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Nearly four years after Mr. McCain lost the presidential election to then-Sen. Barack Obama of Illinois, the mass of donations remained unspent because unlike Mr. Obama, Mr. McCain chose to forgo running a campaign funded by donors in the general election, instead accepting public financing.

He did, however, accept donations for a special fund that could be used for unanticipated legal, compliance and accounting costs. The compliance fund became a popular way for moneyed supporters to show their desire for a Republican president.

Brett G. Kappel, an election law attorney at Arent Fox LLP in the District, said giving to a charity is one of several options available to candidates with leftover funds, including compliance committees.

“They can give it to other candidates, federal or state parties, back to contributors — you can guess how often that happens — or to a [charity],” he said.

State parties also raised funds by attaching themselves to Mr. McCain’s name in what is known as a joint fundraising committee, in which state Republican parties and the candidate’s legal fund split the proceeds of fundraising events.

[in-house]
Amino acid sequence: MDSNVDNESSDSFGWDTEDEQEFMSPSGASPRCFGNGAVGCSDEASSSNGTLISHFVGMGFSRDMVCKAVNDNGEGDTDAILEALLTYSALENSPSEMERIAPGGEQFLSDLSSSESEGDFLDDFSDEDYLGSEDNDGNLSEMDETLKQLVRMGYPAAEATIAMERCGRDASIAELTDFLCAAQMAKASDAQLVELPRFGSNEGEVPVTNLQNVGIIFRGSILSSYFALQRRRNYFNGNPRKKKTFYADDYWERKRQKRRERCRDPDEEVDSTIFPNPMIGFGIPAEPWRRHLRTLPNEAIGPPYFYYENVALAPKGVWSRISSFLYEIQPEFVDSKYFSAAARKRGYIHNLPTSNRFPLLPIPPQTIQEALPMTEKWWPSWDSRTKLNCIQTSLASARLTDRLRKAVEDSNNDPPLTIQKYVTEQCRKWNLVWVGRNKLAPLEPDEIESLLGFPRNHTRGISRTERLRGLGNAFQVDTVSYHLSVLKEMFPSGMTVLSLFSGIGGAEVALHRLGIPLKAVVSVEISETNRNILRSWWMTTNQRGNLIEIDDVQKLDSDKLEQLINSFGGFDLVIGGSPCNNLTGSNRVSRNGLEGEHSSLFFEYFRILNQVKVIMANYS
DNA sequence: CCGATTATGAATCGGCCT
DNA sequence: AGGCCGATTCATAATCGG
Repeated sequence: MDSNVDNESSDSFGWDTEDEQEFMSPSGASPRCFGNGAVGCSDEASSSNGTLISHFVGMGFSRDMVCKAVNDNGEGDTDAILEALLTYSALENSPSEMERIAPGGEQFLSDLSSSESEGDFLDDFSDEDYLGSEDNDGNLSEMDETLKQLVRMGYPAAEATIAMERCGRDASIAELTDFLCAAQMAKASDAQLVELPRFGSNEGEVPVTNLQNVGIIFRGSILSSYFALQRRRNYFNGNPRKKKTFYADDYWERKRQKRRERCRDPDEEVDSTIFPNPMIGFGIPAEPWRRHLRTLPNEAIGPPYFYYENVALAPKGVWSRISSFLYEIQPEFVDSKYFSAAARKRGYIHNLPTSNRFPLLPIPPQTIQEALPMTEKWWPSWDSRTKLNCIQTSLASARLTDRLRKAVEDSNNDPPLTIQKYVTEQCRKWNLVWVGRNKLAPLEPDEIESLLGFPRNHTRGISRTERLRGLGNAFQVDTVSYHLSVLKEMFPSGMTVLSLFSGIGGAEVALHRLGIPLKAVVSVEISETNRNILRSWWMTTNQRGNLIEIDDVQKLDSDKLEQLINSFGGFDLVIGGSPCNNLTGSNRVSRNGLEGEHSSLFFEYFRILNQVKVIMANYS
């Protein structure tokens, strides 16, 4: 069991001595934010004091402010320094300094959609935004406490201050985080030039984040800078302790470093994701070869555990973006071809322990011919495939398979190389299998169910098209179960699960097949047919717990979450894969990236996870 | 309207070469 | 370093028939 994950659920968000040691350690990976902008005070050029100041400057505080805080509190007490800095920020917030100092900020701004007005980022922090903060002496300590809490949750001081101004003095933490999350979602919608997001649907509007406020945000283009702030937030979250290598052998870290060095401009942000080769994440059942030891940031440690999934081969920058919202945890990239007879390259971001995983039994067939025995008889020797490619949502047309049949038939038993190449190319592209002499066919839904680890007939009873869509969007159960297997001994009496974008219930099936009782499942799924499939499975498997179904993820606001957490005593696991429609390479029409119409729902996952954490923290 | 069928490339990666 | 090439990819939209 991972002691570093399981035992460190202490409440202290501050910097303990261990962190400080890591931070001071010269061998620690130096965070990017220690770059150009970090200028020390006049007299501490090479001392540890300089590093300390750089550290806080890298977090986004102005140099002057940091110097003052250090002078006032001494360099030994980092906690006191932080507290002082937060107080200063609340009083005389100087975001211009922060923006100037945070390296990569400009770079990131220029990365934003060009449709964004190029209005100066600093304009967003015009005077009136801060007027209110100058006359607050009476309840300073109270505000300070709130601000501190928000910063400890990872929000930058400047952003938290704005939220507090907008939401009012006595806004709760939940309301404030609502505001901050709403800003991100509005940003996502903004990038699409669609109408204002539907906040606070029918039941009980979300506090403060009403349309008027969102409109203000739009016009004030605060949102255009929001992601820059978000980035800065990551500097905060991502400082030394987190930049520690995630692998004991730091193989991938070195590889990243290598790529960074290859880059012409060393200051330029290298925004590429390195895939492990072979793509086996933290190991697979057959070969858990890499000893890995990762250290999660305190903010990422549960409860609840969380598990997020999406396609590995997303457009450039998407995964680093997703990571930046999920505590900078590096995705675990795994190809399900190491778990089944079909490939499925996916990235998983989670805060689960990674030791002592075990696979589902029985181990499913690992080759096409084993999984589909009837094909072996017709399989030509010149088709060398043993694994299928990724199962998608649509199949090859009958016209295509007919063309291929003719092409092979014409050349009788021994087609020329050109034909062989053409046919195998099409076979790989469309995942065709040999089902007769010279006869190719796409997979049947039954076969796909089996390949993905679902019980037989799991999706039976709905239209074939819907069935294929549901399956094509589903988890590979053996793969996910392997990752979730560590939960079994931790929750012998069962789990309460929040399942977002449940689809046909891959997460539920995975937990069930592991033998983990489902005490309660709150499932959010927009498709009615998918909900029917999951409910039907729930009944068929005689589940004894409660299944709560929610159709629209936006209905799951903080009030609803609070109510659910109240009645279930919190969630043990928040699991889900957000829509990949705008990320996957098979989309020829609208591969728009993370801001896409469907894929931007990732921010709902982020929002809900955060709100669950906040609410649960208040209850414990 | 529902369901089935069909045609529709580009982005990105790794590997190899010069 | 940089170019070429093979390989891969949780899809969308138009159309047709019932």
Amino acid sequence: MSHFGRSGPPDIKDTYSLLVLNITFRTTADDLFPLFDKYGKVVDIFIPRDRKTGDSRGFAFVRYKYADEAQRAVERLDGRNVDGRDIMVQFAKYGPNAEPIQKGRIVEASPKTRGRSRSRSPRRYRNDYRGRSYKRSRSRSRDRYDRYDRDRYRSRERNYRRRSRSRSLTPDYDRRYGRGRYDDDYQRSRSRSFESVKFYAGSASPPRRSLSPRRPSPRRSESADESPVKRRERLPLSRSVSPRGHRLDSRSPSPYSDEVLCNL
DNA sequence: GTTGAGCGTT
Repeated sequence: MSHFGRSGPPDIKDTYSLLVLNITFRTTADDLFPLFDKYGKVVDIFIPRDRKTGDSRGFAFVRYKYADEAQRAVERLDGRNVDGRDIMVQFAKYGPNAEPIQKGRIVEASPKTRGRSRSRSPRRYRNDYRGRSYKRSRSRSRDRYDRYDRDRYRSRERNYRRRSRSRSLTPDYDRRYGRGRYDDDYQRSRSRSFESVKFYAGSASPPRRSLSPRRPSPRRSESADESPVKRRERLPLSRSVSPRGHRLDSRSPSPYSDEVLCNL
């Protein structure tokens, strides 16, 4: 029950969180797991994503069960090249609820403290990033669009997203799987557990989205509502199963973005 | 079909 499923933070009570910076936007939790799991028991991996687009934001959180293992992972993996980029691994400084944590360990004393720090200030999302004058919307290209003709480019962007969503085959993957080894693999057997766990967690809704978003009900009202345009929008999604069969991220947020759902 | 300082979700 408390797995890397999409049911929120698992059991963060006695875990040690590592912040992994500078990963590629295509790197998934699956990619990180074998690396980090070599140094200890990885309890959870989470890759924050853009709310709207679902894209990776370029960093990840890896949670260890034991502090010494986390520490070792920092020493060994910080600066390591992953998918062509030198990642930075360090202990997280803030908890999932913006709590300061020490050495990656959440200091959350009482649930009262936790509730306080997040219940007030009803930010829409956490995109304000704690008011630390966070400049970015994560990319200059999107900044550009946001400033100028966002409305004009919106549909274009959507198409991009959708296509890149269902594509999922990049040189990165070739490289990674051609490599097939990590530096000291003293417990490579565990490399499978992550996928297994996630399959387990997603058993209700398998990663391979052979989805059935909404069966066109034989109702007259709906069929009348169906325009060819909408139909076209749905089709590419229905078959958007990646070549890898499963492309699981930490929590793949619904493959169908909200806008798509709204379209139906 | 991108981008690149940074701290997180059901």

The result was that despite a tense campaign in which every bit of advertising could have helped, Mr. McCain and Mrs. Palin were left with a large secondary bank account that could not be used for political purposes. The holdings were so large that nearly $1 million dollars donated to the educational charity came from interest earned over the past four years.

Mr. McCain is, along with former Sen. Russ Feingold, Wisconsin Democrat, an author of a major 2002 campaign finance law known as the McCain-Feingold Act.